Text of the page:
simultaneously without much help from the police. MacBride very rarely introduces a likeable character and, when he does, they are always secondary to Henderson who rides roughshod over everyone in his path. A female police officer appears for a large section of the book but doesn’t do much more than drive Henderson about and get leered at, by quite a few characters, because she has attractive boobs. She disappeared after a while and was never referred to again.
MacBride has an unusual style of presenting telephone conversations partly in italics and of portraying emotion in capitals, usually interspersed with a good sprinkling of swear word, which is unsettling to the eye.
The last section of the book is frankly too far fetched for words.
I know MacBride has a legion of fans and I would have liked to join them but, although the plot was good, particularly at the beginning, the execution of it let it down.

I voluntarily read and reviewed an advanced copy of this book. All thoughts and opinions are my own
.

BOBBY MARCH WILL LIVE FOREVER

BOBBY MARSH WILL LIVE FOREVER
ALAN PARKS

Rating: 4 out of 5.

This is the third book to feature Detective Harry McCoy. Having read the previous two – Bloody January and February’s Son – my expectations were high. Set in a very gritty Glasgow, it is a complicated and fast moving tale of seemingly unrelated cases – a series of armed robberies, a missing child and the drug overdose death of Bobby March, a waning rock star.
McCoy is excluded from the missing child investigation, an act of spite by his temporary boss who carries a grudge, is allocated the drugs overdose and has the robberies foisted on him by his usual partner, who has been seconded to the missing child case.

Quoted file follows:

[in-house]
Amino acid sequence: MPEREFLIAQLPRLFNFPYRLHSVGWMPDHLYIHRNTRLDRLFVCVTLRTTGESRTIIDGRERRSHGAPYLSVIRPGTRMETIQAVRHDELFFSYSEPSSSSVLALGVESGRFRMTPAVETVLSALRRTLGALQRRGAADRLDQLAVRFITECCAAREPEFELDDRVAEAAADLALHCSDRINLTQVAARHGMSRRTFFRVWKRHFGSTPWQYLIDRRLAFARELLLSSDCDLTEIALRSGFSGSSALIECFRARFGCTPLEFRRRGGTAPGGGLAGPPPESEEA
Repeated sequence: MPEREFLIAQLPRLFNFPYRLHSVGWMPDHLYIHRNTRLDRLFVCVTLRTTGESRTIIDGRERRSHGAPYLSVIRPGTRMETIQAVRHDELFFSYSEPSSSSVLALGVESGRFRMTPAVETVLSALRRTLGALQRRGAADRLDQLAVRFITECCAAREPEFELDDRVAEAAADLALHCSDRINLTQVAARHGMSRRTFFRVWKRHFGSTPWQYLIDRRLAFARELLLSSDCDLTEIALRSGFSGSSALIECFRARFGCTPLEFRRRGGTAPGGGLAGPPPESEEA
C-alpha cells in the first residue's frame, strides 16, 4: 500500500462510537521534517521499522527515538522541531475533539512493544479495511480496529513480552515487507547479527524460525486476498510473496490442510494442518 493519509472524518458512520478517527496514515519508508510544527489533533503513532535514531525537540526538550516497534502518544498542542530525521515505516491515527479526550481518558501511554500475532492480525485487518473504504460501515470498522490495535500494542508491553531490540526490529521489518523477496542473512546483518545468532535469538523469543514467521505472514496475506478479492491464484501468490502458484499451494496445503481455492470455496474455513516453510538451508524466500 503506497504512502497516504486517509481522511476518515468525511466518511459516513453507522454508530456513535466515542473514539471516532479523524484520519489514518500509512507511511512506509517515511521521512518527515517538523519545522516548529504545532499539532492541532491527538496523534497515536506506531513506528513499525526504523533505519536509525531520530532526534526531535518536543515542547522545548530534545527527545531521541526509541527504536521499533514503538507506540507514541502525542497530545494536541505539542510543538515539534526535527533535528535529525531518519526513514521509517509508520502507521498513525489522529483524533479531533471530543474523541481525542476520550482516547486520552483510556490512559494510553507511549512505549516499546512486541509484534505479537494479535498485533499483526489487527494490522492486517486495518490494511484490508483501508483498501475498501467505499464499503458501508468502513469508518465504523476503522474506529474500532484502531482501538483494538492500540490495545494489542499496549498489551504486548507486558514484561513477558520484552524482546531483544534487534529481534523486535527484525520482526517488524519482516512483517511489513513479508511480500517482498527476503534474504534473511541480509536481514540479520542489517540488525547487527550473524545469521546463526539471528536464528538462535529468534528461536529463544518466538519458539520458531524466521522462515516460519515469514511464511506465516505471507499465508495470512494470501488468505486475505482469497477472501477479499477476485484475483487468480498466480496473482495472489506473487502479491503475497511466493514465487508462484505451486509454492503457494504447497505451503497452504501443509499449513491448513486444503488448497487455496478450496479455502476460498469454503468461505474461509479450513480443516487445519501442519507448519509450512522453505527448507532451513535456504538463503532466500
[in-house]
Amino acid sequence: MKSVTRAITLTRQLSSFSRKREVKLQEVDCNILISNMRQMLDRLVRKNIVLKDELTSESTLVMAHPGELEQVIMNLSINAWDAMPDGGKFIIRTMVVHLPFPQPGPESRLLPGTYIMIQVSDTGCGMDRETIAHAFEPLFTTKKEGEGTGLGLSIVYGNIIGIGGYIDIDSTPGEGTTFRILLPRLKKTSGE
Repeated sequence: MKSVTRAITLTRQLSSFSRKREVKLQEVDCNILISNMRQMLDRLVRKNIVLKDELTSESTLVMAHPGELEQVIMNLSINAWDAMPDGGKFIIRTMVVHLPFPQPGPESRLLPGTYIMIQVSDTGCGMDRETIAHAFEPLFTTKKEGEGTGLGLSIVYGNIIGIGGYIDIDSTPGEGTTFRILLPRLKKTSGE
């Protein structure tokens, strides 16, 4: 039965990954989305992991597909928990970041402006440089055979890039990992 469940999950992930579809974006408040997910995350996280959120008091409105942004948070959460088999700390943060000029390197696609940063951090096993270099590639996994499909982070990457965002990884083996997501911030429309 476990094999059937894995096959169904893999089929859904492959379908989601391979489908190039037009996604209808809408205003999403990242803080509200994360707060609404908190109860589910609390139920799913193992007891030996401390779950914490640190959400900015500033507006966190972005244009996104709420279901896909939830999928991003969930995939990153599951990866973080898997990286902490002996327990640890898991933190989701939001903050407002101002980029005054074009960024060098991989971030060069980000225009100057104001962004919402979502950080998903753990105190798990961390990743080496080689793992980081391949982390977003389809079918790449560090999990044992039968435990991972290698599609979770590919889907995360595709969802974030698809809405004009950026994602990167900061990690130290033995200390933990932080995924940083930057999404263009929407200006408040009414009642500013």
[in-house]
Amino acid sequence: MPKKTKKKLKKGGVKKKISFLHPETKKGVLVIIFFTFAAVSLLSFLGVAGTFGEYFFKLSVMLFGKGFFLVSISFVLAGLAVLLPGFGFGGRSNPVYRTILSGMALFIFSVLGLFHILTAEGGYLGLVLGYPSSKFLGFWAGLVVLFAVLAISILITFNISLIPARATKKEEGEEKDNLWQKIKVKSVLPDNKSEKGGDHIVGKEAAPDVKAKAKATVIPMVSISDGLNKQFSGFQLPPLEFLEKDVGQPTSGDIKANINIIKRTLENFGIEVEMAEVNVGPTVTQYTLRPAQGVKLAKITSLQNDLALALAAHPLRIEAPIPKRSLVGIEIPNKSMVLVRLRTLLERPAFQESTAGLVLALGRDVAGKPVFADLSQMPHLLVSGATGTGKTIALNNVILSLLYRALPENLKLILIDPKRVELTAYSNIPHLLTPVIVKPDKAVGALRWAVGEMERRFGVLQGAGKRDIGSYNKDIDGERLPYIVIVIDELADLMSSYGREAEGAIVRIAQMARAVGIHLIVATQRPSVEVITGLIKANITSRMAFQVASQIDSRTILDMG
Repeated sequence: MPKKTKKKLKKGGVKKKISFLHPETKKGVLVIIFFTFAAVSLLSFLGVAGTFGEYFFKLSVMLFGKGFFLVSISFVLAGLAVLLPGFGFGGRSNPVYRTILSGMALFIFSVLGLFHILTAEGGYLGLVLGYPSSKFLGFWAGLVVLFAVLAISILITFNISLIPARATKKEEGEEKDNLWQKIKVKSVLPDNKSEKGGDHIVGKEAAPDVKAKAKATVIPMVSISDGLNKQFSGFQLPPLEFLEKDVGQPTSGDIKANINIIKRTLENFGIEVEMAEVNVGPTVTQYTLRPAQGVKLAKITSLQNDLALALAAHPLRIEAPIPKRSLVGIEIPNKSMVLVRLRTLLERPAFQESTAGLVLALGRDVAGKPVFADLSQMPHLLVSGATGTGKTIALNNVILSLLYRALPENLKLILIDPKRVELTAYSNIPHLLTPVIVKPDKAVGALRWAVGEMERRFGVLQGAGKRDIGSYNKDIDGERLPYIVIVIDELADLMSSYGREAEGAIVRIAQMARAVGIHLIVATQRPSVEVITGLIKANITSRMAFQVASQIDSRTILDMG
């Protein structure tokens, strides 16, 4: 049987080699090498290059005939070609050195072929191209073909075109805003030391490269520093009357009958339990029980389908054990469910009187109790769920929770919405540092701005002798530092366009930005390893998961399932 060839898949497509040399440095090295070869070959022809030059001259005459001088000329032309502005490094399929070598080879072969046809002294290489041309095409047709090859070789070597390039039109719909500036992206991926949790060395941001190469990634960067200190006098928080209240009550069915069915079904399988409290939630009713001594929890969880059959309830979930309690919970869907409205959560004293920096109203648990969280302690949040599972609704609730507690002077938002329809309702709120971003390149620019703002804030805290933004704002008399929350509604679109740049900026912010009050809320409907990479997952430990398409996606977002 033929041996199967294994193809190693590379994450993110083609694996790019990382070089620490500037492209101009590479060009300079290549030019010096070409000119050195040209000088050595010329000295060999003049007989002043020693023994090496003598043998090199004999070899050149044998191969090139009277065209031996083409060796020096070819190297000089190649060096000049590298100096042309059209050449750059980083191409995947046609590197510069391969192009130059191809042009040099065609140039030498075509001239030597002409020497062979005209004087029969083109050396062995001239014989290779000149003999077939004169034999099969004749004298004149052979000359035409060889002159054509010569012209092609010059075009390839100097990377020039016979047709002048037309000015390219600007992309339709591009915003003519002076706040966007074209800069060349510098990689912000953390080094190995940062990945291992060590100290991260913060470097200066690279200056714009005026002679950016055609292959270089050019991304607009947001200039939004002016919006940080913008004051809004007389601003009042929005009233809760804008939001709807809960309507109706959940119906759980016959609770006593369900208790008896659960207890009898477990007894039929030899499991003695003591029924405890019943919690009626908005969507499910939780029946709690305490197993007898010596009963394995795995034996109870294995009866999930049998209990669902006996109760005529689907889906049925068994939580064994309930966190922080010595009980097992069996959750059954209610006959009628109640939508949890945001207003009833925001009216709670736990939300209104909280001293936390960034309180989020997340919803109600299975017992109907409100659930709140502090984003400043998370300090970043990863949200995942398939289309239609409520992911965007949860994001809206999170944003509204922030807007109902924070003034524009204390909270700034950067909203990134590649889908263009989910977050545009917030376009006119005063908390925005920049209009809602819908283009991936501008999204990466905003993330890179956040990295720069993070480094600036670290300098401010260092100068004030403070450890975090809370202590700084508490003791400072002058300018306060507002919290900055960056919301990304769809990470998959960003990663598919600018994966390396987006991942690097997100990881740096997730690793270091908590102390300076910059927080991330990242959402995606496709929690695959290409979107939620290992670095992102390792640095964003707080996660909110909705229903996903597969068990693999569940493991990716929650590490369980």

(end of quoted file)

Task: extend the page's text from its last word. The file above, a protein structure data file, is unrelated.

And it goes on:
Sounds complicated? It is, especially when McCoy is also asked to find the teenage niece of his actual boss, as a favour to be kept under wraps.
The first part of the book is unexciting, as McCoy wanders the city, seemingly aimlessly, catching up with characters who were introduced in the previous books, dealing with side issues and also slowly garnering information.  Most of these strands eventually mesh as he

pieces together the nearly impenetrable plot. At this stage, I felt that some of the ‘asides’ could well have been abandoned and the relevant portions more fleshed out, particularly where characters from the previous books were concerned. When quite a while and quite a few books have flowed through the reader’s mind between visits from McCoy, it’s a little difficult to remember just who everyone is.
Its a good yarn, written very much in a weird combination of tartan noir and an Agatha Christie-like scattering of clues throughout, but not enough for the reader to make any informed guesses. The final twist comes out of nowhere, neatly handed to McCoy by another character, but nevertheless very entertainingly written. I was left a little disappointed as there is no neat ending and there are quite a few loose ends left waving in the breeze.
Read it, enjoy it and suspend belief for a few hours.
I voluntarily read and reviewed an advanced copy of this book. All thoughts and opinions are my own.

SAFE AND SOUND

Jennifer Arden, a housing officer,  discovers the body of a woman in a flat she manages and sets out to solve the mystery of what happened to her. I wasn’t quite sure why she did this because she already had plenty of problems in her own life to contend with – a single mother with mental health issues, panic attacks and worries about her seemingly autistic son. Her decision to involve herself in this mystery puts her in danger and exacerbates her already existing problems. My initial question was why she would do this and this niggle did affect my acceptance of the plot.